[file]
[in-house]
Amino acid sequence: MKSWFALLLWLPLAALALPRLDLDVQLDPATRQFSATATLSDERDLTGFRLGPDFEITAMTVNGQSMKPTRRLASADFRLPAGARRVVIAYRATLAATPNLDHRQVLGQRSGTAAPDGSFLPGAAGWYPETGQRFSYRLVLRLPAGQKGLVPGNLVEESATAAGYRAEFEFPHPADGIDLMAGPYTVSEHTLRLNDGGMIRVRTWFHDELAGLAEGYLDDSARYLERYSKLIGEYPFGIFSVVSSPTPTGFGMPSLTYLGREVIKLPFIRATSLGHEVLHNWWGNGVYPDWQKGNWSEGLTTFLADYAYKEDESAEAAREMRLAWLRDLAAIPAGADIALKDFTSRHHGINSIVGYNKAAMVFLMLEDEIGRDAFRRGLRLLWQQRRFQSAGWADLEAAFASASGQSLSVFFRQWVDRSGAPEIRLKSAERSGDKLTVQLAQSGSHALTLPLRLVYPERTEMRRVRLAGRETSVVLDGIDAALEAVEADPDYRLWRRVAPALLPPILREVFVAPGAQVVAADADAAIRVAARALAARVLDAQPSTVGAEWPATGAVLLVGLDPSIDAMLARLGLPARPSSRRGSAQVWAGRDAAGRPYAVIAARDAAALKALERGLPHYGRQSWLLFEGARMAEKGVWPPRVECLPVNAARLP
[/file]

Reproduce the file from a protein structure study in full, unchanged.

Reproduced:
[in-house]
Amino acid sequence: MKSWFALLLWLPLAALALPRLDLDVQLDPATRQFSATATLSDERDLTGFRLGPDFEITAMTVNGQSMKPTRRLASADFRLPAGARRVVIAYRATLAATPNLDHRQVLGQRSGTAAPDGSFLPGAAGWYPETGQRFSYRLVLRLPAGQKGLVPGNLVEESATAAGYRAEFEFPHPADGIDLMAGPYTVSEHTLRLNDGGMIRVRTWFHDELAGLAEGYLDDSARYLERYSKLIGEYPFGIFSVVSSPTPTGFGMPSLTYLGREVIKLPFIRATSLGHEVLHNWWGNGVYPDWQKGNWSEGLTTFLADYAYKEDESAEAAREMRLAWLRDLAAIPAGADIALKDFTSRHHGINSIVGYNKAAMVFLMLEDEIGRDAFRRGLRLLWQQRRFQSAGWADLEAAFASASGQSLSVFFRQWVDRSGAPEIRLKSAERSGDKLTVQLAQSGSHALTLPLRLVYPERTEMRRVRLAGRETSVVLDGIDAALEAVEADPDYRLWRRVAPALLPPILREVFVAPGAQVVAADADAAIRVAARALAARVLDAQPSTVGAEWPATGAVLLVGLDPSIDAMLARLGLPARPSSRRGSAQVWAGRDAAGRPYAVIAARDAAALKALERGLPHYGRQSWLLFEGARMAEKGVWPPRVECLPVNAARLP